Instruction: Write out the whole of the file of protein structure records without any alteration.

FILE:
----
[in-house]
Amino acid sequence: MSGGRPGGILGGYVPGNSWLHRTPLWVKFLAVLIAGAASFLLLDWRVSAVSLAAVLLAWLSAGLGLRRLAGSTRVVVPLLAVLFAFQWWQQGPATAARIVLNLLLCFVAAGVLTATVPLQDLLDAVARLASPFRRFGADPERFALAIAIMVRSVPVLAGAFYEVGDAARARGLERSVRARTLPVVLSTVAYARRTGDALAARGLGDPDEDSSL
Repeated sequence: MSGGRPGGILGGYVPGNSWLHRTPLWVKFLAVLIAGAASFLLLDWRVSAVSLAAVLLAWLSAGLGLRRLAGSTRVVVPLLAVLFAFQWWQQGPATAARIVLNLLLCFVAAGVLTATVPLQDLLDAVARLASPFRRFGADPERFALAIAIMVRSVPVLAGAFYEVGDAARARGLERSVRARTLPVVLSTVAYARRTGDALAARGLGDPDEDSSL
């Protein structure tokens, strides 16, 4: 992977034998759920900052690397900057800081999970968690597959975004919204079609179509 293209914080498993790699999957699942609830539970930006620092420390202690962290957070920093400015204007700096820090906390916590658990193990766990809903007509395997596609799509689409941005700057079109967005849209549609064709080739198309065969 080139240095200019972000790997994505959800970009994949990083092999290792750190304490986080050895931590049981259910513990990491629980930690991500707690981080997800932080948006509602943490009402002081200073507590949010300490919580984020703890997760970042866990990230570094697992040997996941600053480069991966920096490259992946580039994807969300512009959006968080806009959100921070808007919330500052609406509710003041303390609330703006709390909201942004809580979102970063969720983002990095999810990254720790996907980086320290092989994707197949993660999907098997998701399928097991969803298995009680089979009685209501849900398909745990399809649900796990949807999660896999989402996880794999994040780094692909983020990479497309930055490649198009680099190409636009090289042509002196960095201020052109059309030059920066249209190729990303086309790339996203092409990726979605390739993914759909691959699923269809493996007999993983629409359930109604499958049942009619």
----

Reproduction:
[in-house]
Amino acid sequence: MSGGRPGGILGGYVPGNSWLHRTPLWVKFLAVLIAGAASFLLLDWRVSAVSLAAVLLAWLSAGLGLRRLAGSTRVVVPLLAVLFAFQWWQQGPATAARIVLNLLLCFVAAGVLTATVPLQDLLDAVARLASPFRRFGADPERFALAIAIMVRSVPVLAGAFYEVGDAARARGLERSVRARTLPVVLSTVAYARRTGDALAARGLGDPDEDSSL
Repeated sequence: MSGGRPGGILGGYVPGNSWLHRTPLWVKFLAVLIAGAASFLLLDWRVSAVSLAAVLLAWLSAGLGLRRLAGSTRVVVPLLAVLFAFQWWQQGPATAARIVLNLLLCFVAAGVLTATVPLQDLLDAVARLASPFRRFGADPERFALAIAIMVRSVPVLAGAFYEVGDAARARGLERSVRARTLPVVLSTVAYARRTGDALAARGLGDPDEDSSL
């Protein structure tokens, strides 16, 4: 992977034998759920900052690397900057800081999970968690597959975004919204079609179509 293209914080498993790699999957699942609830539970930006620092420390202690962290957070920093400015204007700096820090906390916590658990193990766990809903007509395997596609799509689409941005700057079109967005849209549609064709080739198309065969 080139240095200019972000790997994505959800970009994949990083092999290792750190304490986080050895931590049981259910513990990491629980930690991500707690981080997800932080948006509602943490009402002081200073507590949010300490919580984020703890997760970042866990990230570094697992040997996941600053480069991966920096490259992946580039994807969300512009959006968080806009959100921070808007919330500052609406509710003041303390609330703006709390909201942004809580979102970063969720983002990095999810990254720790996907980086320290092989994707197949993660999907098997998701399928097991969803298995009680089979009685209501849900398909745990399809649900796990949807999660896999989402996880794999994040780094692909983020990479497309930055490649198009680099190409636009090289042509002196960095201020052109059309030059920066249209190729990303086309790339996203092409990726979605390739993914759909691959699923269809493996007999993983629409359930109604499958049942009619």